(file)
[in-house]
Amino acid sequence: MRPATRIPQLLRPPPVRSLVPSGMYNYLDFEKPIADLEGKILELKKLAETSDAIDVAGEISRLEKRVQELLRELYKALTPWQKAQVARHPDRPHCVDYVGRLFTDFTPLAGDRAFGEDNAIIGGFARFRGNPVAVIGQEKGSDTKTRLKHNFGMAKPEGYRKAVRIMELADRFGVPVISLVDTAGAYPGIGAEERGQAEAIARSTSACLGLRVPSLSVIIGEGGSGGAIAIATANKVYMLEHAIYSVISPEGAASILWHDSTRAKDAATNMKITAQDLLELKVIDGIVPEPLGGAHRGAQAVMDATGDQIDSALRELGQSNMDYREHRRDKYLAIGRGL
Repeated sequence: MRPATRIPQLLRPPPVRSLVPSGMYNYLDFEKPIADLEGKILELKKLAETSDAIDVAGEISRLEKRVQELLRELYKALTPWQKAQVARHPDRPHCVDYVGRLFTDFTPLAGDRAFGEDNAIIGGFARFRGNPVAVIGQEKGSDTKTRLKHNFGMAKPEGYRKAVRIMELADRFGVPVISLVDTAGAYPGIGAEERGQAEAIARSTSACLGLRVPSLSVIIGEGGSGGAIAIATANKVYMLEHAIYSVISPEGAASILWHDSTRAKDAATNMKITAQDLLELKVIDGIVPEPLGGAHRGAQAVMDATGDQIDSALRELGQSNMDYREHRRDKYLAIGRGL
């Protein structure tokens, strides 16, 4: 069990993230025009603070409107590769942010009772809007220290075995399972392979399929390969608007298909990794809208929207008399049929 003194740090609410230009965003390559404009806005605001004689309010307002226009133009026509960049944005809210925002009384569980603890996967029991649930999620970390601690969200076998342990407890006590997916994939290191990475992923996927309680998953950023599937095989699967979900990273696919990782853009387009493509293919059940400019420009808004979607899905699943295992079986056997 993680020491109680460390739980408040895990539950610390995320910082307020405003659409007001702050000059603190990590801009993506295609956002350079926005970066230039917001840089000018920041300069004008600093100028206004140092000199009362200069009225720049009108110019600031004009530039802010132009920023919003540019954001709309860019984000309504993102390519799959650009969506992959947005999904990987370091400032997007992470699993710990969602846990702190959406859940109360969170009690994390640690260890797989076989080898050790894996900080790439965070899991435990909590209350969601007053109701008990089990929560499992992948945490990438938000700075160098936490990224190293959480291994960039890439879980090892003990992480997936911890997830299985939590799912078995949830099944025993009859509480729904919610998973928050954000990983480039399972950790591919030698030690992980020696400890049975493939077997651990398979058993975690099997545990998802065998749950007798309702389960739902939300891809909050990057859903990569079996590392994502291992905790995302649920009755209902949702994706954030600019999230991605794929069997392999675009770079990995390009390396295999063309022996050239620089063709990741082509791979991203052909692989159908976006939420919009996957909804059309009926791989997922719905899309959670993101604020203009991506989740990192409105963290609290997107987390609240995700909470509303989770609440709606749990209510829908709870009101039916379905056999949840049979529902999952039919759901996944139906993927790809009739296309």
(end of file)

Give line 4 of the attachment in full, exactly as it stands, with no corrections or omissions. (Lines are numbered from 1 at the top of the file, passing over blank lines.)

């Protein structure tokens, strides 16, 4: 069990993230025009603070409107590769942010009772809007220290075995399972392979399929390969608007298909990794809208929207008399049929 003194740090609410230009965003390559404009806005605001004689309010307002226009133009026509960049944005809210925002009384569980603890996967029991649930999620970390601690969200076998342990407890006590997916994939290191990475992923996927309680998953950023599937095989699967979900990273696919990782853009387009493509293919059940400019420009808004979607899905699943295992079986056997 993680020491109680460390739980408040895990539950610390995320910082307020405003659409007001702050000059603190990590801009993506295609956002350079926005970066230039917001840089000018920041300069004008600093100028206004140092000199009362200069009225720049009108110019600031004009530039802010132009920023919003540019954001709309860019984000309504993102390519799959650009969506992959947005999904990987370091400032997007992470699993710990969602846990702190959406859940109360969170009690994390640690260890797989076989080898050790894996900080790439965070899991435990909590209350969601007053109701008990089990929560499992992948945490990438938000700075160098936490990224190293959480291994960039890439879980090892003990992480997936911890997830299985939590799912078995949830099944025993009859509480729904919610998973928050954000990983480039399972950790591919030698030690992980020696400890049975493939077997651990398979058993975690099997545990998802065998749950007798309702389960739902939300891809909050990057859903990569079996590392994502291992905790995302649920009755209902949702994706954030600019999230991605794929069997392999675009770079990995390009390396295999063309022996050239620089063709990741082509791979991203052909692989159908976006939420919009996957909804059309009926791989997922719905899309959670993101604020203009991506989740990192409105963290609290997107987390609240995700909470509303989770609440709606749990209510829908709870009101039916379905056999949840049979529902999952039919759901996944139906993927790809009739296309």